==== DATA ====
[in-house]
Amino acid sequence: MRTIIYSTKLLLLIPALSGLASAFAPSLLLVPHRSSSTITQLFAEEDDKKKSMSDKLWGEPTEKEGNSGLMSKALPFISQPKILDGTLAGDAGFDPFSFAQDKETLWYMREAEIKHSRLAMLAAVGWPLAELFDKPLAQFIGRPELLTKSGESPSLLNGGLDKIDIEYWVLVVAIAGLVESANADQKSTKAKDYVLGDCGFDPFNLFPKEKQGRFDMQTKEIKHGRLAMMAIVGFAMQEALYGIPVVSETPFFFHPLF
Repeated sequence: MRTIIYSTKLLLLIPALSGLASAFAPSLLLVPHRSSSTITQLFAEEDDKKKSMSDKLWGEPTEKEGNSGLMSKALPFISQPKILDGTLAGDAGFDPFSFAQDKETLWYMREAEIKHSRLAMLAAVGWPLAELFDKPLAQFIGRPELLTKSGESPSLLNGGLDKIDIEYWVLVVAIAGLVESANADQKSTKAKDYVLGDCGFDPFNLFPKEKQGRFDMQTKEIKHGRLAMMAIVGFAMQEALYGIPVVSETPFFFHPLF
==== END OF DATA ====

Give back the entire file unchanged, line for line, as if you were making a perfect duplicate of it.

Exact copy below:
[in-house]
Amino acid sequence: MRTIIYSTKLLLLIPALSGLASAFAPSLLLVPHRSSSTITQLFAEEDDKKKSMSDKLWGEPTEKEGNSGLMSKALPFISQPKILDGTLAGDAGFDPFSFAQDKETLWYMREAEIKHSRLAMLAAVGWPLAELFDKPLAQFIGRPELLTKSGESPSLLNGGLDKIDIEYWVLVVAIAGLVESANADQKSTKAKDYVLGDCGFDPFNLFPKEKQGRFDMQTKEIKHGRLAMMAIVGFAMQEALYGIPVVSETPFFFHPLF
Repeated sequence: MRTIIYSTKLLLLIPALSGLASAFAPSLLLVPHRSSSTITQLFAEEDDKKKSMSDKLWGEPTEKEGNSGLMSKALPFISQPKILDGTLAGDAGFDPFSFAQDKETLWYMREAEIKHSRLAMLAAVGWPLAELFDKPLAQFIGRPELLTKSGESPSLLNGGLDKIDIEYWVLVVAIAGLVESANADQKSTKAKDYVLGDCGFDPFNLFPKEKQGRFDMQTKEIKHGRLAMMAIVGFAMQEALYGIPVVSETPFFFHPLF